Another rumor and false hope was about reducing the 89% mandatory serving time to 50% for non-violent inmates. The only rumor that turned out to be true was the reduction of the crack law from 100:1 to 18:1. That law reduced a few inmates sentences as much as half or to time served. I’ve seen some inmates who had five more years to go, go home before I did.

Although prison camp isn’t the same as prison, it’s still takes away freedoms and privileges from people. False hopes only add insult to injury and unfortunately, while in prison, it seems to be just a part of the sentence.

For more got to SSI for inmates.

Transition to Continental Breakfast Due To Increase of Food Cost

Periodically, inmates receive memos from the Warden or other prison and prison camp staff about updates in policy or other warnings. This is an official memo found in the Trulincs system. The memo below tells both the prison camp and the prison that the administration is getting rid of the normal full sized breakfast. They are replacing it with a continental breakfast. Luckily I was released before this change took effect. I have no idea how effective this was at saving money or what the breakfast entailed.

If you want to see the normal, full sized breakfast, please click here.


Transition to Continental Breakfast Due To Increase of Food Cost

Herlong Prison Camp Transfer Plan Sheet

All inmates are waiting for the day that they can leave the prison or prison camp. Some of them, like myself, transfer to a halfway house, but the others transfer from prison to their own residences. This could be that they have completed their sentence or that they are on parole. I never had to fill this out, but this is also used for several different furloughs such as:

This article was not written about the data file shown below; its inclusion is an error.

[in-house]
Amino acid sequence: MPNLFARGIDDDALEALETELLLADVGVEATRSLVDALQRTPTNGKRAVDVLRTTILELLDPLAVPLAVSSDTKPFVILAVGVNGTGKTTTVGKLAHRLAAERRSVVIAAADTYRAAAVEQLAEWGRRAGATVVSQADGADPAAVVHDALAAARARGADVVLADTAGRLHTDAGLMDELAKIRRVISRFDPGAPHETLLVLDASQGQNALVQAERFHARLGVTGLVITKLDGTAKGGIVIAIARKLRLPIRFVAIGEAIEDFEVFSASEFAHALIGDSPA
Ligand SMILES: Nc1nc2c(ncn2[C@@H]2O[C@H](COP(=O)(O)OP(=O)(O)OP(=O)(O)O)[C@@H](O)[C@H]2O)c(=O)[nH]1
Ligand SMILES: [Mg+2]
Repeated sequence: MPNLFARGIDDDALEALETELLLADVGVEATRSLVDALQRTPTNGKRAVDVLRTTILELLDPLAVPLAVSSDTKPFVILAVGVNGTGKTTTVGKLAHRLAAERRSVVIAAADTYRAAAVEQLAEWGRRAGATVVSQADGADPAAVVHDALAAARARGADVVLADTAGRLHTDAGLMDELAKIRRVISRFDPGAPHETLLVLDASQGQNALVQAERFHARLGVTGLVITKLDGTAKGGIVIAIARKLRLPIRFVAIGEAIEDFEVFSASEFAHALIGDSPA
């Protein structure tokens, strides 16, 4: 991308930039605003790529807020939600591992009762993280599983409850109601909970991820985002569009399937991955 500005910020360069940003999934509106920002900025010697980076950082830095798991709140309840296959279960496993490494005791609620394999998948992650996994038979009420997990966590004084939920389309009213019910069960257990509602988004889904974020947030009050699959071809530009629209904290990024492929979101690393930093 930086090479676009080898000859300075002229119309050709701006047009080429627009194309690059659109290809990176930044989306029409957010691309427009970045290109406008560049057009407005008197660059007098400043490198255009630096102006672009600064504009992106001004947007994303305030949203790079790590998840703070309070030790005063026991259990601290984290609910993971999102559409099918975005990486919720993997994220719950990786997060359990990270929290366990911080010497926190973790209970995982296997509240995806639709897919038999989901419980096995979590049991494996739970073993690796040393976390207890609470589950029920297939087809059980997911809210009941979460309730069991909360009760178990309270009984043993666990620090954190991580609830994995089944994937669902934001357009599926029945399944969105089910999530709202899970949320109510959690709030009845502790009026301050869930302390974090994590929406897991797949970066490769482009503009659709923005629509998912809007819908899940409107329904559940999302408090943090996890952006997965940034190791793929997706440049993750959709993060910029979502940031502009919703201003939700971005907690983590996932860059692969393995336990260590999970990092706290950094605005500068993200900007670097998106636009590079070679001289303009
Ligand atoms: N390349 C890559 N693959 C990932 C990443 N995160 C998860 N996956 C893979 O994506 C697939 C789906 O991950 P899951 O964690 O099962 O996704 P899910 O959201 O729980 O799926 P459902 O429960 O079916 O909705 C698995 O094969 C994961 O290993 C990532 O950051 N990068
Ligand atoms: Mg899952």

• To and from an inmate’s home residence
  • To the halfway house

When completing this form, be sure to have the VEHICLE’S INFORMATION fully filled out.  The camp administrators are going to check out the vehicle and the driver. If the driver has a felony, that person cannot pick up an inmate. You can read the form below for more information.


Transfer Plan Sheet

National Food Service Menu Inmate Preference Survey

Ever year, inmates are given a survey about the food the prison serves. It asks each inmate which food they wanted to keep and which foods they wanted to get rid of. There are a ton of conspiracy theories about the quality of the food at prison. There are also questions about who really chooses the food and if this form is just a cover up. My thoughts about this are in my prison camp journal entries.

When I received this form, honestly, I didn’t fill it out. I was told that the correctional officers that were in charge of food were the ones that collected the forms. These forms supposedly helps them figure out what food to keep on the menu and which items to remove.


National Food Service Menu

No Collect Calls at Herlong Federal Prison Camp: Prepaid Accounts

Staying in touch with family and/or friends is sometimes essential to an inmates psychological and emotion stability. Being able to communicate with those that love you is a reward of its own. When someone is unable to speak to their loved ones, depression and agitation can set in quickly. Fortunately, the prison has multiple ways to communicate with family and/or friends.

Below is a memo explaining the process of calling loved ones. Usually, prison inmates could call their loved ones with collect calls, however some people cannot accept these calls. When I was in prison camp, the prison didn’t give collect calls as an option. Instead they encouraged inmates to tell their families about the Value Added Communications prepaid account. They would have to set up a Value Added Communications by calling 1-800-913-6037.